2 weeks in Brazil: how culture shock can be a beautiful thing

Our Fiat squeezed through the streets heading to Guarulhos airport. Unfamiliar cars merged in from all the side streets like a metallic river delta.

In front of us a homeless man sitting on the kerb had started a fire on the street to keep himself warm. Trucks and buses swerved around the flames on their way to work and the nearby schools. Emaciated stray dogs ambled along the roads looking for a meal.

My first taste of Brazil was coming to an end, and I wasn’t sure how I felt.

During my two-week visit, I had learned some valuable lessons. Chief among them was the unwritten law that guides all Brazilians: time with your family trumps your career, your friends and absolutely everything else.

São Paulo was bigger than any city I had ever been to in my life. Sydney is Australia’s biggest city but as a lifelong Sydneysider I was overwhelmed. There are almost as many residents in this one urban area as in the whole of Australia.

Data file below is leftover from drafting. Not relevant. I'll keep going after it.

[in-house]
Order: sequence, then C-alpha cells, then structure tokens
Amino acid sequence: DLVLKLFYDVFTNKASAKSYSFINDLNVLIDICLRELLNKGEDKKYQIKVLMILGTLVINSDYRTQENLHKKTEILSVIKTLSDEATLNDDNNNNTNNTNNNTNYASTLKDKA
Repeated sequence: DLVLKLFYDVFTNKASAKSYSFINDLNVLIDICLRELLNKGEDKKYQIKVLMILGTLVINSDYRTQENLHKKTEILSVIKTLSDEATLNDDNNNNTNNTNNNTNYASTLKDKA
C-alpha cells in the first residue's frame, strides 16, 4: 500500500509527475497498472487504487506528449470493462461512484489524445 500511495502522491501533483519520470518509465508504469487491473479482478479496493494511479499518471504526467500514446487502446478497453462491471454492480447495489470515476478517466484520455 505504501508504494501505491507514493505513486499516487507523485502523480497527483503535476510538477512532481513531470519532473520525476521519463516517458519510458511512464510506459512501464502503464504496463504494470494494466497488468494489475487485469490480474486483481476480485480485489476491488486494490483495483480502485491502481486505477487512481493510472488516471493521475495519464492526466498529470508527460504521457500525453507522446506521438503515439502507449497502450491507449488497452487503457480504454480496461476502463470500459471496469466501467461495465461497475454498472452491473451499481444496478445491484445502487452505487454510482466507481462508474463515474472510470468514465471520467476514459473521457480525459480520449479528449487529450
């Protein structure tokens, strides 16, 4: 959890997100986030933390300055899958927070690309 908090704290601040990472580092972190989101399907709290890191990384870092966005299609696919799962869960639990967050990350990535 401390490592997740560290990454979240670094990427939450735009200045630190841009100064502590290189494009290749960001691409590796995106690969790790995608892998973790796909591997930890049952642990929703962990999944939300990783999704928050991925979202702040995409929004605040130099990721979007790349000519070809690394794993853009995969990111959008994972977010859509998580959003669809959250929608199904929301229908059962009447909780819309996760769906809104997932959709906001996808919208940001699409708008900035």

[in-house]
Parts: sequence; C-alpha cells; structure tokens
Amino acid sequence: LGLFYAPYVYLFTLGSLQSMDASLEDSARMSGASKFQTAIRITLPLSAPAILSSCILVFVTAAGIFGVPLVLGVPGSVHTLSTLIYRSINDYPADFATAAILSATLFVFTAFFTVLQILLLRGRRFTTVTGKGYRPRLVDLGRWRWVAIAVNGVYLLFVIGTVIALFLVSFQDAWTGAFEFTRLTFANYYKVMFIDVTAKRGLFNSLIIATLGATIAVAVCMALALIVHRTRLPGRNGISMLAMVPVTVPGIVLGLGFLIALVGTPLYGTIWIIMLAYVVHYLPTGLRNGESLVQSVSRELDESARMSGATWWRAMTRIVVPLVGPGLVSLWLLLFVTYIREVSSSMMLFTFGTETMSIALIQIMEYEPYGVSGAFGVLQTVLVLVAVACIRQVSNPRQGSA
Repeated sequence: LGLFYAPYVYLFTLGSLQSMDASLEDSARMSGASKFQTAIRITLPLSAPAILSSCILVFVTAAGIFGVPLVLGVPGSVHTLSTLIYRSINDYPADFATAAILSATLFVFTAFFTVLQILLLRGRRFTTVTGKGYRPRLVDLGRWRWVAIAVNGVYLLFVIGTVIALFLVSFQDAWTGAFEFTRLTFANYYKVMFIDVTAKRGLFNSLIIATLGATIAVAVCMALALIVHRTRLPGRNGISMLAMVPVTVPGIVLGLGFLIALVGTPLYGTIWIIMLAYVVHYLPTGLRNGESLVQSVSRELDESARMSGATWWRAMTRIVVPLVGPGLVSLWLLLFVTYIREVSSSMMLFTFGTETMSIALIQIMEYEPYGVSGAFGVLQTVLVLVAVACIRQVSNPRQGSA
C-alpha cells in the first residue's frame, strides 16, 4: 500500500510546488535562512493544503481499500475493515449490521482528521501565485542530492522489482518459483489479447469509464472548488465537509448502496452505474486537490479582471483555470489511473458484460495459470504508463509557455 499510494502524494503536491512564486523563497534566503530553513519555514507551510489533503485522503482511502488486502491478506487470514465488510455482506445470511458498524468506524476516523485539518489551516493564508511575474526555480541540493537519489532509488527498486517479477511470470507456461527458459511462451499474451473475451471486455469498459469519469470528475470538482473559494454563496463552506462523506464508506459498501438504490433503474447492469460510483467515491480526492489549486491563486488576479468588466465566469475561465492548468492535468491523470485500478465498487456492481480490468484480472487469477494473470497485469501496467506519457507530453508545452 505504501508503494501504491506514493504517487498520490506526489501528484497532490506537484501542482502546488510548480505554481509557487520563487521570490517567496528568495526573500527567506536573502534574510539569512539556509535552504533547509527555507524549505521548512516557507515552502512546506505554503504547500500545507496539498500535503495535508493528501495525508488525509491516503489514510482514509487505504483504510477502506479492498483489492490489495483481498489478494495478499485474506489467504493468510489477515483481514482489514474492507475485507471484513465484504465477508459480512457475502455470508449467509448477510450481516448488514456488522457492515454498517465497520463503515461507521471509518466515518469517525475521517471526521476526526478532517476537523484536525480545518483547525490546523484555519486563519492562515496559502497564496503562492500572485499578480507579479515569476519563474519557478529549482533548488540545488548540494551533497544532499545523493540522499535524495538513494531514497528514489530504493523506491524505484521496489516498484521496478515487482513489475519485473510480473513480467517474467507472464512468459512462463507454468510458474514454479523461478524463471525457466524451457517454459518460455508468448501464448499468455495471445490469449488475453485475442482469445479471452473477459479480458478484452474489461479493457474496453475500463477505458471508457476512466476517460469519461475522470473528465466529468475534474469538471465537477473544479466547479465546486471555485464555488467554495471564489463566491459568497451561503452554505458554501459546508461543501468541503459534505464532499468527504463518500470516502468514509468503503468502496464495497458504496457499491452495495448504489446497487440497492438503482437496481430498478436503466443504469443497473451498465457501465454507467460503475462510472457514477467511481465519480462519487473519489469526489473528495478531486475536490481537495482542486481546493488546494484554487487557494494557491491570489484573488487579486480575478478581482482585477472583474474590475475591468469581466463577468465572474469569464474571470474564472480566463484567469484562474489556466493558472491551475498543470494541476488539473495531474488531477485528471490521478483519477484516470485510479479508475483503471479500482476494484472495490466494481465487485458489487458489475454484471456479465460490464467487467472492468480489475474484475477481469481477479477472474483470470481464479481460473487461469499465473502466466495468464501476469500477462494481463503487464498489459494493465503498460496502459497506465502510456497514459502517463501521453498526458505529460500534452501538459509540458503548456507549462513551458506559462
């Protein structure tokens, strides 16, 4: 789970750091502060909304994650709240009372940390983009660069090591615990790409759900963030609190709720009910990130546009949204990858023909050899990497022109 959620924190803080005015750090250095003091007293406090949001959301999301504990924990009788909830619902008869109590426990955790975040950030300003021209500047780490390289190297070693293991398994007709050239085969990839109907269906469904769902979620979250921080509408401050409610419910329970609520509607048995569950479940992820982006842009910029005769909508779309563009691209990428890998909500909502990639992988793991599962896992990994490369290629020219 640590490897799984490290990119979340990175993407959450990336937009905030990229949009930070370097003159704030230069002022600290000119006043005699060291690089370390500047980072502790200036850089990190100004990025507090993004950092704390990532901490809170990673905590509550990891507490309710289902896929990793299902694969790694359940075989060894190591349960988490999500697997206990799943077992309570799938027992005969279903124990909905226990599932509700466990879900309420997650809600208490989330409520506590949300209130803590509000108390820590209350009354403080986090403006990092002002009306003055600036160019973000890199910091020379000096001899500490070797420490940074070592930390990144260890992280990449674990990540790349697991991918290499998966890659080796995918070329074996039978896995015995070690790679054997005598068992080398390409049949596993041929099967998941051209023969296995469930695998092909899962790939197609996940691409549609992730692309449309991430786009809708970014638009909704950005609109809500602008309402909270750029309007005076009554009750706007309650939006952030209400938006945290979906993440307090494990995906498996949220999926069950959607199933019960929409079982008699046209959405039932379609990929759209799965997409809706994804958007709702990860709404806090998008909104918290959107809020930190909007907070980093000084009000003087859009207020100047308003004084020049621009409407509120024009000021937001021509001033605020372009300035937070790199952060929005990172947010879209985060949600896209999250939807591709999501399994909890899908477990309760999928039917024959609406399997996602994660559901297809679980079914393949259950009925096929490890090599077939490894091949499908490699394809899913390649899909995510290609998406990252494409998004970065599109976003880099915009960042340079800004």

Sao Paulo Favela
A favela in São Paulo

The streets were narrower, the houses were taller, and the people were everywhere. Every house or building I visited had gates tall enough to stop a burglar. Electric fences were not uncommon. Instead of a gorgeous harbour there were rivers that were sometimes choked with rubbish. In some neighbourhoods, my Brazilian girlfriend suggested firmly that I didn’t talk too loudly, lest the locals worked out I was a gringo. She was scared for me. I was a little scared for myself. But despite that, I left Brazil with an açaí-flavoured chunk of sadness in my belly.

It didn’t start like that. My visit Brazil followed a hasty few days in Seattle for a work conference. Eager to get to São Paulo with minimal fuss, I took a Korean Air flight from Los Angeles, one of only two direct flights to the city from the US mainland on offer. So I started my trip into South American culinary delights by eating bibimbap at 35,000 feet.

Seaweed soup devoured, the plane descended through the thick grey clouds and into a dense urban jungle spattered with rain. There seemed to be no end to the city beneath us. Suburbs surrounded rivers and clung to hills.

As we landed, a dense smog dispersed the clouds. This would become a familiar sight. But that wasn’t the main attraction. My stomach fell in love with Brazil long before I did, and it started the morning I landed.